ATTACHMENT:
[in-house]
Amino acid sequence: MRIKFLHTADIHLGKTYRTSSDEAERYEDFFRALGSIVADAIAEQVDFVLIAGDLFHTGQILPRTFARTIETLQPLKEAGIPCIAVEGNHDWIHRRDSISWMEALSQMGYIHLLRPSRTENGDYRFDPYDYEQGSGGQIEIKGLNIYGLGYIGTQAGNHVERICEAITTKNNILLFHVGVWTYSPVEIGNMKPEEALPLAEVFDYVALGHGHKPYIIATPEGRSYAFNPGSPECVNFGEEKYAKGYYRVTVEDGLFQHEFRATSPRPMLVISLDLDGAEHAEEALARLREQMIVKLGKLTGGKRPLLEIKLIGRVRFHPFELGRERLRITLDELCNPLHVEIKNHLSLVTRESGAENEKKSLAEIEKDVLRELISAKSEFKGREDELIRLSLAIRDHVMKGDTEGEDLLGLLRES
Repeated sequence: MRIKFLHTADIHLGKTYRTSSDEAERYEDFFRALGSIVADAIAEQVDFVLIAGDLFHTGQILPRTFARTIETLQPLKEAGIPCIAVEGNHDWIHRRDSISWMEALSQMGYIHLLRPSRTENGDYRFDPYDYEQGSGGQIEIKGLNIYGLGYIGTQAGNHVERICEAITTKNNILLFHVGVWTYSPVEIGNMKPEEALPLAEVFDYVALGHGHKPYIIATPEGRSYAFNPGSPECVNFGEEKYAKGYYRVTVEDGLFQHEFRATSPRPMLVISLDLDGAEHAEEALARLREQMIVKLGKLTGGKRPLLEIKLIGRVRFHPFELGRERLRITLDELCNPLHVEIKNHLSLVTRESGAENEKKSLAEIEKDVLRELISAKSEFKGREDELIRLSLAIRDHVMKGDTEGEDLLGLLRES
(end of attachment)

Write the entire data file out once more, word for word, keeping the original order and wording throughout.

[in-house]
Amino acid sequence: MRIKFLHTADIHLGKTYRTSSDEAERYEDFFRALGSIVADAIAEQVDFVLIAGDLFHTGQILPRTFARTIETLQPLKEAGIPCIAVEGNHDWIHRRDSISWMEALSQMGYIHLLRPSRTENGDYRFDPYDYEQGSGGQIEIKGLNIYGLGYIGTQAGNHVERICEAITTKNNILLFHVGVWTYSPVEIGNMKPEEALPLAEVFDYVALGHGHKPYIIATPEGRSYAFNPGSPECVNFGEEKYAKGYYRVTVEDGLFQHEFRATSPRPMLVISLDLDGAEHAEEALARLREQMIVKLGKLTGGKRPLLEIKLIGRVRFHPFELGRERLRITLDELCNPLHVEIKNHLSLVTRESGAENEKKSLAEIEKDVLRELISAKSEFKGREDELIRLSLAIRDHVMKGDTEGEDLLGLLRES
Repeated sequence: MRIKFLHTADIHLGKTYRTSSDEAERYEDFFRALGSIVADAIAEQVDFVLIAGDLFHTGQILPRTFARTIETLQPLKEAGIPCIAVEGNHDWIHRRDSISWMEALSQMGYIHLLRPSRTENGDYRFDPYDYEQGSGGQIEIKGLNIYGLGYIGTQAGNHVERICEAITTKNNILLFHVGVWTYSPVEIGNMKPEEALPLAEVFDYVALGHGHKPYIIATPEGRSYAFNPGSPECVNFGEEKYAKGYYRVTVEDGLFQHEFRATSPRPMLVISLDLDGAEHAEEALARLREQMIVKLGKLTGGKRPLLEIKLIGRVRFHPFELGRERLRITLDELCNPLHVEIKNHLSLVTRESGAENEKKSLAEIEKDVLRELISAKSEFKGREDELIRLSLAIRDHVMKGDTEGEDLLGLLRES